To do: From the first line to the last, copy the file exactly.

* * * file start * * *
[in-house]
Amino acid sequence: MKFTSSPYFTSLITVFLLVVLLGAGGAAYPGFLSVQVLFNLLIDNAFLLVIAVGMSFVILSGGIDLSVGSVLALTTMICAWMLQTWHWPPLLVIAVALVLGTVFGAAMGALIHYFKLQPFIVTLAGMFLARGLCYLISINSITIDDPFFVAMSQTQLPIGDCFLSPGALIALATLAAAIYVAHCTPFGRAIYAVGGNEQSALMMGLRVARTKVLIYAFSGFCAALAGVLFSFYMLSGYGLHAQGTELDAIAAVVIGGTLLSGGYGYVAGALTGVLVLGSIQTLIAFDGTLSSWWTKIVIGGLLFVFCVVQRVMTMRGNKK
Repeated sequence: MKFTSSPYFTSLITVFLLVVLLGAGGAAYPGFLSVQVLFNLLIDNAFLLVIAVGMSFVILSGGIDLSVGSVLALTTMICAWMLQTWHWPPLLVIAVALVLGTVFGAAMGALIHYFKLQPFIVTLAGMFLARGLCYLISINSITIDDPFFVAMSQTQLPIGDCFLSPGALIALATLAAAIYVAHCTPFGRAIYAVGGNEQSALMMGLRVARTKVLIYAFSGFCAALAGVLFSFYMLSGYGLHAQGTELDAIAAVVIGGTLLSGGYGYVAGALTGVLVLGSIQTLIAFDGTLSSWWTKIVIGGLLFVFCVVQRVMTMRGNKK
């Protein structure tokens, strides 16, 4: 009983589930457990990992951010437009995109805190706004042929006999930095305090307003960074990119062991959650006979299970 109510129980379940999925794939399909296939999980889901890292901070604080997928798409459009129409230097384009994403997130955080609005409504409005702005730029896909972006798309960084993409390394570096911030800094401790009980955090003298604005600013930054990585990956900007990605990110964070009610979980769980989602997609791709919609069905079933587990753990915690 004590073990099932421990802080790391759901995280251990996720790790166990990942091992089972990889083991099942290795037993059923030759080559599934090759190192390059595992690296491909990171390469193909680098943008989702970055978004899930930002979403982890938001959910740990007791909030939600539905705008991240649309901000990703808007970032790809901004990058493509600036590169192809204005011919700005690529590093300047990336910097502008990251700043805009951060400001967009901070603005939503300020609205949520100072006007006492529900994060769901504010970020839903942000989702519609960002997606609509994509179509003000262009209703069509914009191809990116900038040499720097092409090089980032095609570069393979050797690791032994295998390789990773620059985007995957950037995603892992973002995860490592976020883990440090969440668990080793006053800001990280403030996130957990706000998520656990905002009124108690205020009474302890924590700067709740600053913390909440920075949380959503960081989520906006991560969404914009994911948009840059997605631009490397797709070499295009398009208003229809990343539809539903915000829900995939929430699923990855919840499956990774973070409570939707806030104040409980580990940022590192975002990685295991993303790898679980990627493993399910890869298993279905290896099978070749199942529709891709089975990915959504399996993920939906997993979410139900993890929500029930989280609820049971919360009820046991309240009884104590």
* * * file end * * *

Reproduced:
[in-house]
Amino acid sequence: MKFTSSPYFTSLITVFLLVVLLGAGGAAYPGFLSVQVLFNLLIDNAFLLVIAVGMSFVILSGGIDLSVGSVLALTTMICAWMLQTWHWPPLLVIAVALVLGTVFGAAMGALIHYFKLQPFIVTLAGMFLARGLCYLISINSITIDDPFFVAMSQTQLPIGDCFLSPGALIALATLAAAIYVAHCTPFGRAIYAVGGNEQSALMMGLRVARTKVLIYAFSGFCAALAGVLFSFYMLSGYGLHAQGTELDAIAAVVIGGTLLSGGYGYVAGALTGVLVLGSIQTLIAFDGTLSSWWTKIVIGGLLFVFCVVQRVMTMRGNKK
Repeated sequence: MKFTSSPYFTSLITVFLLVVLLGAGGAAYPGFLSVQVLFNLLIDNAFLLVIAVGMSFVILSGGIDLSVGSVLALTTMICAWMLQTWHWPPLLVIAVALVLGTVFGAAMGALIHYFKLQPFIVTLAGMFLARGLCYLISINSITIDDPFFVAMSQTQLPIGDCFLSPGALIALATLAAAIYVAHCTPFGRAIYAVGGNEQSALMMGLRVARTKVLIYAFSGFCAALAGVLFSFYMLSGYGLHAQGTELDAIAAVVIGGTLLSGGYGYVAGALTGVLVLGSIQTLIAFDGTLSSWWTKIVIGGLLFVFCVVQRVMTMRGNKK
């Protein structure tokens, strides 16, 4: 009983589930457990990992951010437009995109805190706004042929006999930095305090307003960074990119062991959650006979299970 109510129980379940999925794939399909296939999980889901890292901070604080997928798409459009129409230097384009994403997130955080609005409504409005702005730029896909972006798309960084993409390394570096911030800094401790009980955090003298604005600013930054990585990956900007990605990110964070009610979980769980989602997609791709919609069905079933587990753990915690 004590073990099932421990802080790391759901995280251990996720790790166990990942091992089972990889083991099942290795037993059923030759080559599934090759190192390059595992690296491909990171390469193909680098943008989702970055978004899930930002979403982890938001959910740990007791909030939600539905705008991240649309901000990703808007970032790809901004990058493509600036590169192809204005011919700005690529590093300047990336910097502008990251700043805009951060400001967009901070603005939503300020609205949520100072006007006492529900994060769901504010970020839903942000989702519609960002997606609509994509179509003000262009209703069509914009191809990116900038040499720097092409090089980032095609570069393979050797690791032994295998390789990773620059985007995957950037995603892992973002995860490592976020883990440090969440668990080793006053800001990280403030996130957990706000998520656990905002009124108690205020009474302890924590700067709740600053913390909440920075949380959503960081989520906006991560969404914009994911948009840059997605631009490397797709070499295009398009208003229809990343539809539903915000829900995939929430699923990855919840499956990774973070409570939707806030104040409980580990940022590192975002990685295991993303790898679980990627493993399910890869298993279905290896099978070749199942529709891709089975990915959504399996993920939906997993979410139900993890929500029930989280609820049971919360009820046991309240009884104590």